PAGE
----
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  • May 30, 2019

Stomping Ground

Installation view of “Stomping Ground” at Fairfield City Museum & Gallery (FCMG), Smithfield, 2019. Courtesy FCMG.

In a 2005 article in the Sydney Morning Herald, Australian art critic John McDonald called Western Sydney a “cultural wasteland,” as most of local art scene was centralized in the inner West and city. Fourteen years on, greater Western Sydney has grownto be incredibly culturally rich, as exemplified by “Stomping Ground” at Fairfield City Museum and Gallery, showing the works of three Western-Sydney-based artists: Justine Youssef, Rosell Flatley and Linda Brescia. 

The title of the exhibition is, according to curator Carmel Aiello, “more than just an idiom; it has become politics” as questions of place, locality and community are inherently political. These difficult questions are immediately posed by the first work encountered in the
gallery, Youssef’s video installation Kohl (2018) in which two screens are nestled in the corners of a pile of sandstock bricks. In these
videos, the artist and her collaborator Duha Ali are seen enacting the Lebanese ritual of making kohl at a quarry in Kurrajong on Darug
and Darebin land, problematizing the performance of foreign traditional rituals on stolen Indigenous land. Similarly, Youssef’s performance-installation an other’s Wurud (2017) sees the artist creating rosewater, an important ritual in Arabic culture. Youssef confronts uncomfortable questions surrounding the space that immigrants occupy. Theorists like Homi Bhabha first coined the notion of the diasporic “third space” in reference to living in the liminal spaces between nation-states. However, Youssef cleverly identifies another third space that exists within Australia, in the tension between diasporic complicity in White Australia’s assimilationist policy and resisting white hegemony by acknowledging Indigenous sovereignty. Her sandstock brick structures, erected from the same material used for the houses of the first British settlers, symbolize colonial foundations, and it is unclear whether they are in the midst of construction or deconstruction. This ambivalence encapsulates the fraught and complex existence of the diaspora within the binary of white and Indigenous Australia. Youssef’s multi-layered work comments on the paradoxes of dislocation and displacement in settler-colonial narratives. 

Flatley’s installation Tahanan (2019) also speaks to migrant communities, paying homage to the inhabitants of the diverse Merrylands neighborhood who cared for Flatley and her family after their journey from Bohol in the Philippines to Sydney. The exterior of the wooden box is covered in second-hand textiles gathered from charity shops, literally and metaphorically referring to the cultural fabric of Western Sydney. It is a colorful celebration of lived experience accentuated by the portraits of women and children painted on the interior walls of Tahanan. Yet, in her artist’s statement Flatley also speaks of being “a prisoner in the same community,” suggesting a more nuanced understanding of her migrant experience. Is Flatley imprisoned by identity politics? Or perhaps by the notion of community itself? Indeed, as art theorist Miwon Kwon acknowledges in her book One Place After Another: Site-Specific Art and Locational Identity (2002), community has the potential to be double-edged, as groups run the risk of becoming victim to the “neat closure of [their] own homogeneity.”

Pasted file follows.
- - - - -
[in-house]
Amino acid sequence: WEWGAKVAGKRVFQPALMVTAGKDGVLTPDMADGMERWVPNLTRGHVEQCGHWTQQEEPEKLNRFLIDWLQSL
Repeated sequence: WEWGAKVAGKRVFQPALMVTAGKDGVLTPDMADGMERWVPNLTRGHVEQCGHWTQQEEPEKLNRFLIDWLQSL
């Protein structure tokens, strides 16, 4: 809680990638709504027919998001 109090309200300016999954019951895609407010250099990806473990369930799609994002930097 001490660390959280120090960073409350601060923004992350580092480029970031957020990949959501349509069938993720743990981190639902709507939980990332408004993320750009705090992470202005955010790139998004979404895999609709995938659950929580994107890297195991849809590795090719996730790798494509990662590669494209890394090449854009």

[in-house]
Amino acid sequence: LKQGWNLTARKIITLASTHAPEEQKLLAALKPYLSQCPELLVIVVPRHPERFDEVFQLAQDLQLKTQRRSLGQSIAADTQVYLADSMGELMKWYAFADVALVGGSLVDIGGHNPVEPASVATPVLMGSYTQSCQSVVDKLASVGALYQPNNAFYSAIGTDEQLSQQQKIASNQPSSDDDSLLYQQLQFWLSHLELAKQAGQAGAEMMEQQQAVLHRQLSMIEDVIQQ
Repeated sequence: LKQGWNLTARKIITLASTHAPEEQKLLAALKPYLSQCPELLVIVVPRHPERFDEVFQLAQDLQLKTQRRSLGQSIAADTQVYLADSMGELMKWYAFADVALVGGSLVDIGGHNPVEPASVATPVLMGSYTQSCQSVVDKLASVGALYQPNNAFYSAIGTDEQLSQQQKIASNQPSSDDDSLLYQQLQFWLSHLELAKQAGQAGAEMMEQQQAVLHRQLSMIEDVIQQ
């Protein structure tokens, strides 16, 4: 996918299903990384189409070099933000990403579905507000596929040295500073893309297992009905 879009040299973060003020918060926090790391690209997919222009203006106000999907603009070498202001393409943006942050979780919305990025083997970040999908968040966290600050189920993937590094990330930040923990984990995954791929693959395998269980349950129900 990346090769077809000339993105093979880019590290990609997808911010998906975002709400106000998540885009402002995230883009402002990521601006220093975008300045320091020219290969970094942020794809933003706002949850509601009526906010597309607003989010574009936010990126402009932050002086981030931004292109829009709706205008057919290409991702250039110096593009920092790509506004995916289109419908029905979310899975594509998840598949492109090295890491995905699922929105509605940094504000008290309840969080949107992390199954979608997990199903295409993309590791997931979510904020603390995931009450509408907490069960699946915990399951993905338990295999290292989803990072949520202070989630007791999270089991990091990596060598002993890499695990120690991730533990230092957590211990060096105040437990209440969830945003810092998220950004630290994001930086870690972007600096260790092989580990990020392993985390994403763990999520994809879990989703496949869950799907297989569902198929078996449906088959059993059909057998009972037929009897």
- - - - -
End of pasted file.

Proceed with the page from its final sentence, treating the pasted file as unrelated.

Hence, the insertion of Brescia’s ten oil-on-wood "Common Ground" (2019) paintings is significant as she presents an understanding of community as something imagined and subjective. Her portraits of women who have inspired her, including modernist writer Katherine Mansfield and sculptor Louise Bourgeois, undoes the formulaic Essentialist understanding of Western Sydney as simply a place of marginalization. For Brescia, community is metaphysical, beyond the temporal, beyond postcodes, and just as private as it is public.

LINDA BRESCIA, Katherine from “Common Ground” series, 2019. oil on wood panel, 27.5 × 22.5 cm. Photo by Josh Morris Photography. Courtesy FCMG.

LINDA BRESCIA, Louise from “Common Ground” series, 2019. oil on wood panel, 27.5 × 22.5 cm. Photo by Josh Morris Photography. Courtesy FCMG.

Larger mainstream institutions in Sydney including the Art Gallery of New South Wales and the Museum of Contemporary Art Australia have attempted to engage with Western Sydney via programs like Art Pathways and C3West. The controversial decision by the New South Wales Government to move the Powerhouse Museum to the suburb of Parramatta also reflects a desire to engineer a partnership with the West. However, as Kwon identifies, such programs, if executed poorly, can be seen as an intrusive, tokenistic contribution from elsewhere, and only exacerbate unequal power relations between institutions and local communities. By contrast, “Stomping Ground” was an extension of the Western Sydney community, involving artists with ties to the area. “Stomping Ground” challenged the erroneous conception that Western Sydney communities are monolithic and simply awaiting engagement from outside, showcasing the vibrancy
of the local art scene. 

Stomping Ground” is on view at the Fairfield City Museum and Gallery, Sydney, until June 29, 2019.

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